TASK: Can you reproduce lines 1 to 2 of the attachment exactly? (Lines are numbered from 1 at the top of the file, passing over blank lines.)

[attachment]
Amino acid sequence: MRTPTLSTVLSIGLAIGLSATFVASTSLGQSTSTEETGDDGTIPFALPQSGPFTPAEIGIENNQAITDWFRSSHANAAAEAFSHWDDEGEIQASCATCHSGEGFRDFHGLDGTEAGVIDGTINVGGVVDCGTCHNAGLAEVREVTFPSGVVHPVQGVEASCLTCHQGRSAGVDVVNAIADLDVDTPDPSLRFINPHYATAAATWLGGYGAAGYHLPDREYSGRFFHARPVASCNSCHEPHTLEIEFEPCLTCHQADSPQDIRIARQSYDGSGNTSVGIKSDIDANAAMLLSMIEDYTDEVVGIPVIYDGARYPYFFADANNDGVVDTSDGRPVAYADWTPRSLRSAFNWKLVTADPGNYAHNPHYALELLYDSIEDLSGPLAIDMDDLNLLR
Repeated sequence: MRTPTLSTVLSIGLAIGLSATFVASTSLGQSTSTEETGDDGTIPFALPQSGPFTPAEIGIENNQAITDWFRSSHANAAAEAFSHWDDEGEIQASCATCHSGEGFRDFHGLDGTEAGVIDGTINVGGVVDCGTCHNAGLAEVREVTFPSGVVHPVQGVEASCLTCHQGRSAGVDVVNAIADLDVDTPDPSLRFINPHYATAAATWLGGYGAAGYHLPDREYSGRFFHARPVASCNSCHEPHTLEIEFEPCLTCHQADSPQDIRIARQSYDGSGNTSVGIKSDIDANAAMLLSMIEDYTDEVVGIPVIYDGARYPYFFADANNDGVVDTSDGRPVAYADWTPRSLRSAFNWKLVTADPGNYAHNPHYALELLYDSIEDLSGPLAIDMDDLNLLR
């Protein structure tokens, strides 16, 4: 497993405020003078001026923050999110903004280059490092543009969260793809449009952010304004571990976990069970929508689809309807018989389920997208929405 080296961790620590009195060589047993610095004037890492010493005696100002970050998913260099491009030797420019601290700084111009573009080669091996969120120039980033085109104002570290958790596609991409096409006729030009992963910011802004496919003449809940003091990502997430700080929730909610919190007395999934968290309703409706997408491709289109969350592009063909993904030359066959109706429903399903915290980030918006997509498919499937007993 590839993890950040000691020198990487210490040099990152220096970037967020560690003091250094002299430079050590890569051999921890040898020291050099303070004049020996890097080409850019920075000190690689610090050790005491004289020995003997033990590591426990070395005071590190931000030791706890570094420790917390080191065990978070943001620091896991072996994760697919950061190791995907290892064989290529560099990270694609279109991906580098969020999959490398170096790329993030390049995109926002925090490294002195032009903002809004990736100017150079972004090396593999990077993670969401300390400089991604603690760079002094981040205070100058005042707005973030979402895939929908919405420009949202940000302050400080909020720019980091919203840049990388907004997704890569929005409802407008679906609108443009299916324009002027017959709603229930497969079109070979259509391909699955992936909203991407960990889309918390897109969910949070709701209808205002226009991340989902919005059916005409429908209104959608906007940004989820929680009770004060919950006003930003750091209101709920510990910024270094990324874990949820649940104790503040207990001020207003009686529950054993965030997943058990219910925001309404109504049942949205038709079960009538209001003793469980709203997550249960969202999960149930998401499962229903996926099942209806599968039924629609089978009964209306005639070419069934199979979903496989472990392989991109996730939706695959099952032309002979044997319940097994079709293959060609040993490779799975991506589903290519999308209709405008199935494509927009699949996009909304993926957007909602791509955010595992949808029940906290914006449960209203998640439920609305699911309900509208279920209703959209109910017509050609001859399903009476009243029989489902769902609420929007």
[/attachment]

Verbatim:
Amino acid sequence: MRTPTLSTVLSIGLAIGLSATFVASTSLGQSTSTEETGDDGTIPFALPQSGPFTPAEIGIENNQAITDWFRSSHANAAAEAFSHWDDEGEIQASCATCHSGEGFRDFHGLDGTEAGVIDGTINVGGVVDCGTCHNAGLAEVREVTFPSGVVHPVQGVEASCLTCHQGRSAGVDVVNAIADLDVDTPDPSLRFINPHYATAAATWLGGYGAAGYHLPDREYSGRFFHARPVASCNSCHEPHTLEIEFEPCLTCHQADSPQDIRIARQSYDGSGNTSVGIKSDIDANAAMLLSMIEDYTDEVVGIPVIYDGARYPYFFADANNDGVVDTSDGRPVAYADWTPRSLRSAFNWKLVTADPGNYAHNPHYALELLYDSIEDLSGPLAIDMDDLNLLR
Repeated sequence: MRTPTLSTVLSIGLAIGLSATFVASTSLGQSTSTEETGDDGTIPFALPQSGPFTPAEIGIENNQAITDWFRSSHANAAAEAFSHWDDEGEIQASCATCHSGEGFRDFHGLDGTEAGVIDGTINVGGVVDCGTCHNAGLAEVREVTFPSGVVHPVQGVEASCLTCHQGRSAGVDVVNAIADLDVDTPDPSLRFINPHYATAAATWLGGYGAAGYHLPDREYSGRFFHARPVASCNSCHEPHTLEIEFEPCLTCHQADSPQDIRIARQSYDGSGNTSVGIKSDIDANAAMLLSMIEDYTDEVVGIPVIYDGARYPYFFADANNDGVVDTSDGRPVAYADWTPRSLRSAFNWKLVTADPGNYAHNPHYALELLYDSIEDLSGPLAIDMDDLNLLR